An article by Dr. Mary Ann Sheller, Vale Park Animal Hospital
Pyometra (pyo: pus metra:uterus) is a serious infection of the uterus that occurs in unspayed female dogs. Most cases happen in middle or older aged dogs. The uterus fills with infected material, sometimes enlarging to 20 times its normal size.
Dogs which develop pyometra may not show symptoms in the early stages. Some will have a bloody or purulent vaginal discharge, others may not. Many will be very thirsty and have to urinate frequently. Some will be extremely sick…no appetite, sluggish, very depressed.
How is pyometra diagnosed?
Your veterinarian may suspect pyometra if your dog had a heat cycle in the past couple of months or if there is a vaginal discharge and she doesn’t feel well. Blood tests and xrays or ultrasound may be used to help confirm the diagnosis.
How is pyometra treated?
The most common treatment is removal of the uterus. This is essentially the same surgery as is done for a spay, but is more difficult and risky because the uterus is very diseased. Also, most patients are sick and older, so anesthesia and recovery are more worrisome. Patients may have to stay in the hospital for a day or two after surgery as the infection and temporary kidney damage resolves. Of course, antibiotics and pain medication will be given for several days to continue the treatment.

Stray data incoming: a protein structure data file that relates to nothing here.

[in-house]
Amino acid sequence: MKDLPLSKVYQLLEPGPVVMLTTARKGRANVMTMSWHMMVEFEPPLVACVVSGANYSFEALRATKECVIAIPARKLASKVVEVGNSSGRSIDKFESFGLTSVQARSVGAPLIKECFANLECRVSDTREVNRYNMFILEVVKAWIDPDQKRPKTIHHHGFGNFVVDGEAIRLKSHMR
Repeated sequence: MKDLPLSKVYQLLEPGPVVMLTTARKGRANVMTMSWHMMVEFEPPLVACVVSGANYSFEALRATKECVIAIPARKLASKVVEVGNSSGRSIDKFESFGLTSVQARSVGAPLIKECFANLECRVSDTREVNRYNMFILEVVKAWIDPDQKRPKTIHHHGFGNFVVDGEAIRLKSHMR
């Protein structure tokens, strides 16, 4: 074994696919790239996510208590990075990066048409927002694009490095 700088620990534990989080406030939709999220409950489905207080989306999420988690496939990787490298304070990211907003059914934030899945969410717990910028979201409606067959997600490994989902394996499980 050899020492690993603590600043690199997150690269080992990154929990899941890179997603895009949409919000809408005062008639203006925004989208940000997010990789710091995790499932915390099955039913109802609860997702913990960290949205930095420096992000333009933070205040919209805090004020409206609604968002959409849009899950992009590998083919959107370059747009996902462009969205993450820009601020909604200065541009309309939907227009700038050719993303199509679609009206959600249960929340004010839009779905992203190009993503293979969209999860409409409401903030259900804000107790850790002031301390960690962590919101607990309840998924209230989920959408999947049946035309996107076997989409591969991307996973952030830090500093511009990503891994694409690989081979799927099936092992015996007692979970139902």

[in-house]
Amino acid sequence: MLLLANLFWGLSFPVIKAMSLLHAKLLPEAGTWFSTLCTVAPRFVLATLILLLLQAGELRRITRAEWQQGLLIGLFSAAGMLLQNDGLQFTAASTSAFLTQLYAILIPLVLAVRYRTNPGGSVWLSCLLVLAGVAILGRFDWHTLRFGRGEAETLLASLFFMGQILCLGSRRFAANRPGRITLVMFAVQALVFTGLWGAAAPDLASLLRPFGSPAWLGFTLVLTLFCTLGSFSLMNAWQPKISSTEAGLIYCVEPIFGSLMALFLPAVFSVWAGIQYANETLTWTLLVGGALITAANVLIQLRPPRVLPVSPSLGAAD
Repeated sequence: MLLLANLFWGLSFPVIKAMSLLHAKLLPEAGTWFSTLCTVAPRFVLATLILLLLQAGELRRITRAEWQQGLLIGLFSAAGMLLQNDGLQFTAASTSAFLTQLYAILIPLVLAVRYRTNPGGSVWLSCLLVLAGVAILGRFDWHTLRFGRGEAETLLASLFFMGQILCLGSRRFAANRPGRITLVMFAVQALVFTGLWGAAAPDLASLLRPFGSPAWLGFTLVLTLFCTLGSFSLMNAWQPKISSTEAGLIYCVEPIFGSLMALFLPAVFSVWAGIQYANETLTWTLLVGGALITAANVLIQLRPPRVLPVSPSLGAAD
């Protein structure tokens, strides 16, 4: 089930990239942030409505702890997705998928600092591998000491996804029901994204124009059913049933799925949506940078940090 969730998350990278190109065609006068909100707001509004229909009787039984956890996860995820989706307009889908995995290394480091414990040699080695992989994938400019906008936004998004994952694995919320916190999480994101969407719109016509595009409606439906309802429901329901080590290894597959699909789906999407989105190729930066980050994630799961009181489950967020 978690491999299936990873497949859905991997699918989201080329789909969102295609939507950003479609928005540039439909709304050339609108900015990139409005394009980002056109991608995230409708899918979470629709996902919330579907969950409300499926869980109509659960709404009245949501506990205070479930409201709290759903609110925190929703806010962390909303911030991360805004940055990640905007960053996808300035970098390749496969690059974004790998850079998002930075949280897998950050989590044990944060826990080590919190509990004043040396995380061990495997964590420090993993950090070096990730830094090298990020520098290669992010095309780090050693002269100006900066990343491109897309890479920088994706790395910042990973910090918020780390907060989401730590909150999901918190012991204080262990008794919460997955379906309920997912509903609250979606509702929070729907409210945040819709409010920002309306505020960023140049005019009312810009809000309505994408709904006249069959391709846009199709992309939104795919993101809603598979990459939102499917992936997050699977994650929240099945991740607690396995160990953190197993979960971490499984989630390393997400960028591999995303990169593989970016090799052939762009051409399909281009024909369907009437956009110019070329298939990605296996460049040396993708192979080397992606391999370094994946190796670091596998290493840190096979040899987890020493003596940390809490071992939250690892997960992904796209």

Are there alternative treatments?
In some patients, in which it is desired to have puppies in the future, a medical treatment consisting of antibiotics and hormonal treatments may be used. The treatment takes several days, and can only be attempted in dogs which are not severely ill. That particular dog will be at high risk of repeating the pyometra with every subsequent heat cycle. So it is important to have the desired litter on the very next heat and then spay her as soon as practical thereafter.
How can pyometra be prevented?
The best way is to spay your dog at a fairly young age (4 to 12 months depending on breed and other factors). Because the ovaries and part or all of the uterus are removed during a spay surgery, the dog will not have any heat cycles. No heat cycles, no chance of pyometra.